Theory of Colours by Bella Li
Vagabond Press, 2021
Bella Li’s hybrid poetics of text and image are instantly recognisable. Her third collection Theory of Colours follows on structurally and stylistically from her well-received earlier works: Argosy (2017, Vagabond Books) and Lost Lake (2018, Vagabond Books). Here, as with her previous collections, alchemical concoctions of form and genre blend source materials into sequences with a commitment to the surreal and uncanny. Theory of Colours extends this eclectic approach into what is arguably the most thematically cohesive collection Li has published thus far, delicately threading abstraction and narrative immersion. It is a meticulous book-object, with her attention to detail extending even to the design of the cover and internal typesetting.
The collection’s title is borrowed from poet and polymath Johann Wolfgang von Goethe’s 1810 treatise. Goethe’s Theory of Colours is a renowned historical oddity: part challenge of Isaac Newton’s physical theory of light and colour, part catalogue of colour experiments, and part philosophical reflection on the experience of colour. Goethe’s ‘theory’ is less scientific and more perceptual – his colour wheel contains a subsection for allegorical, symbolical, and mystical applications of colour. In contrast to the Newtonian view of colour as a subset of white light, Goethe argues that colour is the result of interactions between dark and light, and that ‘colour itself is a degree of darkness’.
Just as Goethe sees colour as emergent from the mixing of light and dark, Li’s readers find meaning and appreciation in the recomposition of contrasting elements and forms. Absence, and what we piece together in its stead, runs as an underlying theme across the book’s three sections. In the first and titular section, Li relates Goethe’s perceptual colour theory to photography and ghost stories. ‘Coloured Objects’, the entirely visual opening poem, consists of nine image collages in sequence. Each image juxtaposes colour theory diagrams and block colour swatches with black and white photos of drawn from a historical overview of New Zealand photography: sweeping natural vistas and portraits of well-dressed people sitting for the emerging technology are subsumed by the schematics of colour, obscuring faces and bodies and sometimes whole landscapes. One double-fold shows men in suits pose for a group portrait, their faces almost entirely obscured by coloured index tabs. In a later spread, women in light full-length dresses stand in a field of daisies, their bodies all but obliterated by a triptych diagram visualising the phenomena of refraction, where light through a prism splits into its composite colour frequencies.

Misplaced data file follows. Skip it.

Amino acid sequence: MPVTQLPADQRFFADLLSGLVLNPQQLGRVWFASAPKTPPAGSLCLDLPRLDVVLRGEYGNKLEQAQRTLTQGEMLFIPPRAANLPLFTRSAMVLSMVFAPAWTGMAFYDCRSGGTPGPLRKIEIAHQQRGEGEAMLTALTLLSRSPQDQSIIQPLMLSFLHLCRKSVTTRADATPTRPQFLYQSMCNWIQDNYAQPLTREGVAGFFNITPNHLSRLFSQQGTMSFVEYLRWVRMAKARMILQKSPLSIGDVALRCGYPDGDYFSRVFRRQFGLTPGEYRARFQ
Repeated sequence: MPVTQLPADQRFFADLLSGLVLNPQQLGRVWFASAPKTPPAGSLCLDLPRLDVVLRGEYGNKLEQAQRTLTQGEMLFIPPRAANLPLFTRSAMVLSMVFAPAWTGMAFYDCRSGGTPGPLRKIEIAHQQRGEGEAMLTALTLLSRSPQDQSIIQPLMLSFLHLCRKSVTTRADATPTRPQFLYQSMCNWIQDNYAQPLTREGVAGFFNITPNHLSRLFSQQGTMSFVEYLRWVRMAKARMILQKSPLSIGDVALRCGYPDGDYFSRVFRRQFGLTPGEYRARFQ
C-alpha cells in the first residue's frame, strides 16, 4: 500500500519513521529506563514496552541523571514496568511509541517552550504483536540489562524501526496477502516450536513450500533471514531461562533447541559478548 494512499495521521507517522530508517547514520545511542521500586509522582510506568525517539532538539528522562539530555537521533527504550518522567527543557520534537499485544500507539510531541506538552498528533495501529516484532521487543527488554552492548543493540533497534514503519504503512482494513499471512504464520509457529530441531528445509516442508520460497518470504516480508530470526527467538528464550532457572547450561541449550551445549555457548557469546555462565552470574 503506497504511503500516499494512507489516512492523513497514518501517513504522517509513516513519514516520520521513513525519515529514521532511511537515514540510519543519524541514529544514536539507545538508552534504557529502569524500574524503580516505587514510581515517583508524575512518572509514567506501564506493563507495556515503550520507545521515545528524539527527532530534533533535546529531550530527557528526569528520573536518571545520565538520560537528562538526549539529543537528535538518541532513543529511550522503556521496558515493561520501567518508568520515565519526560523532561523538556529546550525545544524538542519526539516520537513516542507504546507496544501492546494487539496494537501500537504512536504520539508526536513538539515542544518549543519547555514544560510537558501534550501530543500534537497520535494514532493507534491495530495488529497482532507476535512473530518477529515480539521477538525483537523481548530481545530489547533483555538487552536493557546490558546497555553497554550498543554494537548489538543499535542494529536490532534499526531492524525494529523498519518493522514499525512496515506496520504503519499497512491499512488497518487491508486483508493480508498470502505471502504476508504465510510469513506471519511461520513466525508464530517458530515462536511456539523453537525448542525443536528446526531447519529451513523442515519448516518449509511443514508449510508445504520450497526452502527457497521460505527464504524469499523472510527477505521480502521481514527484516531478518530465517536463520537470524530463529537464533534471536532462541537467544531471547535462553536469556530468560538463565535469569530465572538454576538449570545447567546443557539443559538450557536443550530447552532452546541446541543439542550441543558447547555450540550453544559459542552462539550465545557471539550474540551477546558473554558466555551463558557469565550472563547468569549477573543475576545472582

In this quietly striking poem Li deploys several inversions that grapple with absence. Most prominent is the striking contrast between the black and white photographs and the bright yet constrained colour palette of the interpolated images – the subjects drained of colour by the technology of the early camera are refracted back into colour, but illegibly so. The title too suggests an inversion of the ‘subject’ nominally linked to the portraiture style dominant in the late 1800s; in this visual bricolage they are now objects, mere embodiments of colour phenomena in a scientific positivist lens.
Considering the Aotearoan context of the source images, a colonial spectre pervades this inversion. The early history of photography is interwoven with that of the racial sciences that pervaded the colonial empires of Europe in the late 19th and early 20th centuries. As advances in physiology challenged the reliability of human visual perception, photographs were purported to depict an empirical truth that was frequently used to justify notions of racial superiority and the wider colonial apparatus. When ethnic or Indigenous minorities were represented on film, it was typically either as evidence for racial science purposes or as an idealised exotic figure to export back to the white motherland. This exclusion has been continually baked into the technology of photography itself, from the ‘Shirley card’ swatch of a white woman which was for decades the sole measurement for colour photo processing to the computer vision algorithms which misidentify non-white faces due to their omission from data sets used to train these algorithms. Placed in this context, ‘Coloured Objects’ emphasises photography as a vehicle for the erasure of Indigenous culture by forming an erasure of the idyllic colonial vision itself. The well-to-do European subjects of this poem are engulfed in colour theory, transformed into objects of pseudoscientific obsession. This anticolonial reading is no doubt shaped by Li’s renowned poem ‘Pérouse, ou, Une semaine de disparitions’ in her first collection Argosy, which Aden Rolfe suggested ‘can be read as a kind of Pacific revenge against Europe, the natural world reclaiming the civilised, the colony subsuming the coloniser’.